Lakers insider speculates Mo Bamba and Malik Beasley won’t be back with Lakers

Brad Sullivan
4 Min Read

An insider for the Los Angeles Lakers indicates that contract issues will likely result in both center Mo Bamba and shooting guard Malik Beasley playing elsewhere next season.

Jovan Buha of The Athletic responded to questions concerning what the Lakers may do during the offseason.

“The two players it’s appearing won’t be back are Mo Bamba and Malik Beasley, if only because of their contracts,” Buha wrote. “With the aforementioned six names expected to return, the Lakers would be at around $120 million to $125 million — depending on the salary of [Rui] Hachimura — in salary before factoring in cap holds or empty roster charges. Add Bamba’s $10.3 million non-guaranteed salary and Beasley’s $16.5 million team option, and they’re pushing $150-plus million with just eight players — and that’s before including free agents like [D’Angelo] Russell, [Dennis] Schröder or [Lonnie] Walker.”

The six players referenced by Buha consist of LeBron James, Anthony Davis, Hachimura, Austin Reaves, Jarred Vanderbilt and Max Christie. The huge contracts of James and Davis, coupled with efforts to re-sign restricted free agents Hachimura and Reaves to more lucrative deals help to explain the tenuous statuses of Bamba and Beasley.

Bamba was acquired by the Lakers in February as part of a four-team deal with the Orlando Magic. He ended up seeing action in only seven regular season games for the Lakers before suffering a high left ankle sprain.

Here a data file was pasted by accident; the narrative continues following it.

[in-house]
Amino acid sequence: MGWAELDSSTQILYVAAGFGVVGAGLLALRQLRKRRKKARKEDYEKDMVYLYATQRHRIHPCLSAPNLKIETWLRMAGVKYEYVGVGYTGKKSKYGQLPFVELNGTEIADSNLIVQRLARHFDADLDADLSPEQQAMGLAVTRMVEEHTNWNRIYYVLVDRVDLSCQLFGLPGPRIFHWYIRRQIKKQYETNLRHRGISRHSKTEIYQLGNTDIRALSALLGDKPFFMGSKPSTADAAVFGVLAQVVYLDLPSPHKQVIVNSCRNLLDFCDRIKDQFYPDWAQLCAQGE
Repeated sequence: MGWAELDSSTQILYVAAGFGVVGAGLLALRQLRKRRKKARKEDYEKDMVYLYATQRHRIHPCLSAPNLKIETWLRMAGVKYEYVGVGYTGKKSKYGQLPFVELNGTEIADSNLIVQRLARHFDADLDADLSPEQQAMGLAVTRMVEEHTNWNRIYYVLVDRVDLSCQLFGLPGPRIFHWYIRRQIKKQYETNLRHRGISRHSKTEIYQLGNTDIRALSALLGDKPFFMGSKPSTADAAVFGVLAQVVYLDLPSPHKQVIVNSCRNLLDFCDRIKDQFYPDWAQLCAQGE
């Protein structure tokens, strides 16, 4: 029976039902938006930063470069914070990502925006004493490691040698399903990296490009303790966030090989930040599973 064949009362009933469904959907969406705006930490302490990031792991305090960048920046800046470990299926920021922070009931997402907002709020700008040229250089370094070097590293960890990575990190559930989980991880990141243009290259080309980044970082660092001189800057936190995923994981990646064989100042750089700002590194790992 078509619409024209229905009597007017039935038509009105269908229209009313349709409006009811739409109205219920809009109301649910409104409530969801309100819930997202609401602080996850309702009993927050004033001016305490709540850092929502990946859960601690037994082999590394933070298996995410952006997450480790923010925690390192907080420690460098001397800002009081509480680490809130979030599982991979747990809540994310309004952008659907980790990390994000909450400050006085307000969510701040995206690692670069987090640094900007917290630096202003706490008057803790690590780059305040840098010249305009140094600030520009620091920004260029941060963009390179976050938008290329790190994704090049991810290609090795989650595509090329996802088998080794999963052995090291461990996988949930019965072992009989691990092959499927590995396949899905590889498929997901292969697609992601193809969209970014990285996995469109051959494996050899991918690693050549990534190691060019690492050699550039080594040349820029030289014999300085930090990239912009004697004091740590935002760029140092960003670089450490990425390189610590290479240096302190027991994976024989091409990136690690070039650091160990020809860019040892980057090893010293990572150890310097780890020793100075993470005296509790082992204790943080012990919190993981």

Returning to the court, Bamba saw action in only three postseason contests, all against the Memphis Grizzlies. In those games, he only played a total of 10 minutes and contributed just three rebounds, one assist and one block.

Beasley also arrived in February, coming along with Vanderbilt in a trade with the Utah Jazz. Starting in 14 of his 26 regular season games for the Lakers, Beasley averaged 11.1 points, 3.3 rebounds and 1.2 assists per game.

In the playoff series against the Grizzlies, Beasley’s playing time was basically cut in half. That approach would continue in the two subsequent playoff series, with Beasley seeing just one minute of court time against the Denver Nuggets.

The potential departures of Bamba and Beasley may not end up eliciting a great deal of concern. However, one situation that will get attention is whether the Lakers can come to terms with guard D’Angelo Russell.

After he was acquired in February, Russell delivered solid play down the stretch for a Lakers team that was simply trying to reach the postseason. Yet, when the playoffs arrived, Russell’s play was inconsistent and how amenable he is to working out a deal with the Lakers is something to watch.

The continuing debate about whether the Lakers will acquire veteran guard Kyrie Irving has yet to die down. Despite the belief that the Lakers won’t add him to the team roster during the offseason, there’s no definitive statement saying that they won’t.

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Brad is a freelance writer for, who can clearly recall watching Lakers games in 1972 as they captured the first of their 11 Los Angeles-based titles. The franchise's evolution into a beloved and iconic franchise among its fan base since that memorable year allows for a wider perspective to be a part of his writing about the team's current fortunes.